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Turkey criticized over Sudan president

Turkey criticized over Sudan president

Turkey should arrest Sudan's president if he visits Istanbul because of an international warrant against him for atrocities in Darfur, human rights groups said Friday.
Turkey, however, has indicated that it would welcome President Omar al-Bashir, who will reportedly arrive in Istanbul on Monday for a meeting of the Organization of Islamic Conference, a bloc of Muslim countries.
"It would be a disgrace for Turkey to offer him safe haven," Amnesty International senior legal adviser Christopher Keith Hall said. Human Rights Watch said Turkey's international image will suffer if it welcomes al-Bashir.
The Hague-based International Criminal Court issued a warrant against al-Bashir in March, accusing him of orchestrating atrocities in Sudan's western Darfur region.
Turkey is not a state party to the court and is not legally bound to arrest al-Bashir. It is a non-permanent member of the U.N. Security Council, which urges states to assist the court.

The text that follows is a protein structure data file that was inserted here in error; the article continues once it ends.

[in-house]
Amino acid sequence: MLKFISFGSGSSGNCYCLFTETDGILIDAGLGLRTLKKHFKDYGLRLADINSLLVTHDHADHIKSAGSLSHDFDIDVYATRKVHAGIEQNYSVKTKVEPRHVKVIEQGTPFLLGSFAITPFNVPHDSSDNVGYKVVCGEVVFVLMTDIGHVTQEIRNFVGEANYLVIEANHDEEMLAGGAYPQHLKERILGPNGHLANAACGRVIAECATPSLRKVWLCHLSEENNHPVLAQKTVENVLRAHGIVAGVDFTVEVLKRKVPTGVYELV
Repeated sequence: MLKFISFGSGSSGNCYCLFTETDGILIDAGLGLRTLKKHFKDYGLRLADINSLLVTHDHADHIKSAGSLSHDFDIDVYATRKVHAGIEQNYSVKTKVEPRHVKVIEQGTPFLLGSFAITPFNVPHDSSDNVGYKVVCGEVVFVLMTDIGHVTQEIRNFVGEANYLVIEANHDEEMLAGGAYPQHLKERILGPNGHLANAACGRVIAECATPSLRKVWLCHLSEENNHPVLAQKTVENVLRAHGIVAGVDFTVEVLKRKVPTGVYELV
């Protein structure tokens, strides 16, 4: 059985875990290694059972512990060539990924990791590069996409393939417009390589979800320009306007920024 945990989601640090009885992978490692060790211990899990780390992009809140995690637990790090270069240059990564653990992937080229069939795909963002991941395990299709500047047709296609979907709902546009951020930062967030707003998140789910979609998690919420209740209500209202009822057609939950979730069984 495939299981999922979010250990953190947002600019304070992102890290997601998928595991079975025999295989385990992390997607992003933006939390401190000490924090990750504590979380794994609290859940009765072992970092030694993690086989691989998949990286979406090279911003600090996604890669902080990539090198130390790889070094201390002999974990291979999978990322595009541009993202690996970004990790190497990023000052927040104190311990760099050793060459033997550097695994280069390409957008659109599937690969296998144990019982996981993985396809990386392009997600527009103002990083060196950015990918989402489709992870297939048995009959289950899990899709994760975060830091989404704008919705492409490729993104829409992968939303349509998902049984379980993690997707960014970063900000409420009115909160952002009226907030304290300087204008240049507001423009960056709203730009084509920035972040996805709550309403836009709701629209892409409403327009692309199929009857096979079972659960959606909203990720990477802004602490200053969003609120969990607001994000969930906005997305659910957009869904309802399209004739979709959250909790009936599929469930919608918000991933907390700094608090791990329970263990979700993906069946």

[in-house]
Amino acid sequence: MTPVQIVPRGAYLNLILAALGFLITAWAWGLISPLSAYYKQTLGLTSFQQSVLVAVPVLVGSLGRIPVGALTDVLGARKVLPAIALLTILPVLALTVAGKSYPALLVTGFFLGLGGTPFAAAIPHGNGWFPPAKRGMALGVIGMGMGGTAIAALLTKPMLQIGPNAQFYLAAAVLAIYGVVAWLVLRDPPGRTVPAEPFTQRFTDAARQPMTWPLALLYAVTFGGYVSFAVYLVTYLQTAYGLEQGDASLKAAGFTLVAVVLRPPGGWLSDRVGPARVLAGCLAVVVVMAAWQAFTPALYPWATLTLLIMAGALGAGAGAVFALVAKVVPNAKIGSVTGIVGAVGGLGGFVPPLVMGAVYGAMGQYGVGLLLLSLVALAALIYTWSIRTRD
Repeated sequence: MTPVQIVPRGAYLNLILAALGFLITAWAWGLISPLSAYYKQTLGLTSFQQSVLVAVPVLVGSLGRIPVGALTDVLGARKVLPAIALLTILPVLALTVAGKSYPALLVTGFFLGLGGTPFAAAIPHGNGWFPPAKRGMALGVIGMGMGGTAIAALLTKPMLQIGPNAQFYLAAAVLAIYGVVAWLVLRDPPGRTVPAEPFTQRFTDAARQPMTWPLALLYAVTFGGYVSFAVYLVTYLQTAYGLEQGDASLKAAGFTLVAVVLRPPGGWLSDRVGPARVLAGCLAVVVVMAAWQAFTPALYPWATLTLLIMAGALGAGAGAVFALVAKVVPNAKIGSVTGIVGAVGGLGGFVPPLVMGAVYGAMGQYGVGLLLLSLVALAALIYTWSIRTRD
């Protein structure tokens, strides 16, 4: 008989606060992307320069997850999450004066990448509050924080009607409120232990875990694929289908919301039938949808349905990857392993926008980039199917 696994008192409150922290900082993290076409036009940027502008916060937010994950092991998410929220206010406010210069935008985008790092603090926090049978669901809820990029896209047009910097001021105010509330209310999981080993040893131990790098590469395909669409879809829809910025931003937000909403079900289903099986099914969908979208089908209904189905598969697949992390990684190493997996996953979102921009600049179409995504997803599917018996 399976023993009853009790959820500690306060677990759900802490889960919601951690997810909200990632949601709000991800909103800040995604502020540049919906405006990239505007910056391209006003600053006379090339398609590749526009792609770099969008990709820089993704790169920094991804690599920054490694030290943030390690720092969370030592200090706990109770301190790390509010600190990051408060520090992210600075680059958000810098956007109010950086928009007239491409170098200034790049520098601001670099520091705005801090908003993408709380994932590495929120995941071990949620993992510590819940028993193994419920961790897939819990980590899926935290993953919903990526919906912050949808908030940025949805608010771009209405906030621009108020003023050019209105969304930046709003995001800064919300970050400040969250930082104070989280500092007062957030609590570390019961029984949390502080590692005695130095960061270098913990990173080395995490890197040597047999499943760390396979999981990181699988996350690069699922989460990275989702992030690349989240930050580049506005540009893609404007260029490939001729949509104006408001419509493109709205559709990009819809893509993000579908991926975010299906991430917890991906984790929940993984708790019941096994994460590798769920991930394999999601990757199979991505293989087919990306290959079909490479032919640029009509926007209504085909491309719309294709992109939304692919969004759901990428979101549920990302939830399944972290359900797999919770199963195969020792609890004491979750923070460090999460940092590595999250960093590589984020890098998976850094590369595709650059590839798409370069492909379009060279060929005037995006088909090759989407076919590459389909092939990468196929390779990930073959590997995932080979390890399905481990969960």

Turkish authorities have responded to questions about al-Bashir's visit by noting that visitors to the Islamic conference will attend an international event, not a bilateral one.
On Friday, Turkey's Hurriyet newspaper quoted President Abdullah Gul as saying al-Bashir was coming for a "special meeting" and that outside interference in the matter was inappropriate.
Turkey is engaged in a struggling effort to join the European Union, which would oppose a visit by al-Bashir. It is expanding its contacts with other Muslim and regional countries, carving out a foreign policy that is distinct from its Cold War-era loyalty to the West.
Iranian President Mahmoud Ahmadinejad, whose country is locked in a dispute with the West over its nuclear activities, is also expected to attend the Islamic forum in Istanbul.